I’m honored to have had two images chosen by the Blackstone Heritage Corridor and National Park Service for inclusion in their 2018 Calendar. Both are from the River Bend Farm National Heritage Corridor in Uxbridge, Massachusetts. I’ve mentioned this location before. This portion of the National Heritage Corridor explores the Blackstone Canal, which was constructed in 1827-28 running from Worcester, Massachusetts to Providence, Rhode Island. The Canal was open for only two decades and was considered a business failure. Inspired by the success of the Erie Canal in New York, the Blackstone Canal was to provide relatively inexpensive and fairly rapid transportation along this developing corridor. It’s history turned out to be torturous as it was initially thought to be a boon for the growing cotton mill industry along the Blackstone River. Soon however, the Mill owners were suing the Canal owners over the use of water from the River. This on the heels of the conflicts between the areas farmers and industrialists over water use.
This section of the Canal has been restored. The tow path runs along the Canal and was used by Ox and Mules to power the boats that navigated the canal. For July:
Both of these images show an unusually wide portion of the Canal which was for the most part extremely narrow. For November:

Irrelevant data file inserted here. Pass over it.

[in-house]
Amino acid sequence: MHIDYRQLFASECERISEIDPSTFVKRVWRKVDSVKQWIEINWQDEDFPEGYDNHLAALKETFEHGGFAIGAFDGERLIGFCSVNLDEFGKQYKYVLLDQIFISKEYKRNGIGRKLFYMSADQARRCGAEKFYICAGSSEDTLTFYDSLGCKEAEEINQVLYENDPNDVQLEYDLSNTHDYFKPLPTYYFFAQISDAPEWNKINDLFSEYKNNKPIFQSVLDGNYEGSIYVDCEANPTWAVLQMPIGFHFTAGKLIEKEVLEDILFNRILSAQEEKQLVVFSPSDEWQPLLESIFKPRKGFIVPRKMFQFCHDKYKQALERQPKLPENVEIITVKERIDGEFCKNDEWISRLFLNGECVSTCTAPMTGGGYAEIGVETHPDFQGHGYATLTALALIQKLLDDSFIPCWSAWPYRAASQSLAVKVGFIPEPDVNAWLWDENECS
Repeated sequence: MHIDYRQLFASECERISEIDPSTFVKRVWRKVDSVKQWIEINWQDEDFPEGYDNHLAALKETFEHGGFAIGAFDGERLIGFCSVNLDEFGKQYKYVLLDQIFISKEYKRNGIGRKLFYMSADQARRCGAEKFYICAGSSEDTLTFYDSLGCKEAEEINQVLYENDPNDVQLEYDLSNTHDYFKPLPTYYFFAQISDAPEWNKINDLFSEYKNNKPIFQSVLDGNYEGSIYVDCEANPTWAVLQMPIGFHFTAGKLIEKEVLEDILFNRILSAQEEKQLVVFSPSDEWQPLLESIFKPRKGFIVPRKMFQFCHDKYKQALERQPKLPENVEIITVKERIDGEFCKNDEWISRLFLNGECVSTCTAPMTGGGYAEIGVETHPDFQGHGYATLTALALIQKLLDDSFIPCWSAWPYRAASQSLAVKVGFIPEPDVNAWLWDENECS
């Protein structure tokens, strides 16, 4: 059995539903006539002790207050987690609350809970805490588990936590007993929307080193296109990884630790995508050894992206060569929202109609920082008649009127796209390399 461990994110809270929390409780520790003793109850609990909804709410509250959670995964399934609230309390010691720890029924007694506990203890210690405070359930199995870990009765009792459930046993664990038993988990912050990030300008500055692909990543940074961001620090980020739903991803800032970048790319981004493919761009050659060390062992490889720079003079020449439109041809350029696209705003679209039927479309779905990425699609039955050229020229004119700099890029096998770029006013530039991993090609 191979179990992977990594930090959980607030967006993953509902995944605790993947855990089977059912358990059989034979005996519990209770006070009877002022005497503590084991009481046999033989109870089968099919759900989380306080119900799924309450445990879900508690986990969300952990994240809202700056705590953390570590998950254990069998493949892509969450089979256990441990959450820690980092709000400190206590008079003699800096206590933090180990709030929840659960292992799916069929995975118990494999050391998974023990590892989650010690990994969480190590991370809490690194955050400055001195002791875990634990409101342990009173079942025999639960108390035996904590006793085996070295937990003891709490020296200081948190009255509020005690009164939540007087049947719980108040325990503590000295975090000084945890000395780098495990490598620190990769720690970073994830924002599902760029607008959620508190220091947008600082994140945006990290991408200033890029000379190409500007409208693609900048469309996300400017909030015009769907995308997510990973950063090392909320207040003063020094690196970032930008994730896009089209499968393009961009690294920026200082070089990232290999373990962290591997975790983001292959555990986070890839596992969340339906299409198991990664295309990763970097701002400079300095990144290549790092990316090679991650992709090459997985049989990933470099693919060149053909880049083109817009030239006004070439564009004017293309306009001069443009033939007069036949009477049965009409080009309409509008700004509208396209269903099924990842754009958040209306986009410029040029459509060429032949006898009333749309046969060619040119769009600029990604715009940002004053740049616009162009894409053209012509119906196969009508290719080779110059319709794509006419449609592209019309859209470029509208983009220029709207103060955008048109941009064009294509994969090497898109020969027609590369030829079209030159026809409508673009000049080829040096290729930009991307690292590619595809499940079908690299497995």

The work of the National Park Service as well as the states of Rhode Island and Massachusetts here in the Blackstone Corridor helps us to try and grapple with the very complex intersections between the natural environment, entrepreneurship, social policy and social justice that took place and still are in play in the Corridor. As I’ve pointed out, the Blackstone River was one of the Rivers that actually provoked the Clean Water Act, signed by that noted environmentalist, Richard Nixon…(hey, he signed it, so good for him). The lessons from the Corridor are lessons that evolve over hundreds of years. It is not easy for us to understand those lessons for that very reason, but by holding the discussion, we can perhaps make progress.
Yesterday, we had the pleasure of attending the second annual Biodiversity Festival hosted by the Corridor, in Lincoln, Rhode Island. It was inspiring to see so many people, including our wonderful daughter Molly, who are engaged in trying to protect our environment. Molly works at the Northern Rhode Island Conservation District. These folks engage in a wide variety of environmental and educational activities with the goal of protecting the drinking water for a large number of Rhode Island citizens. Drinking water….kind of important I think. One lesson is clear: protect that which is essential to our lives.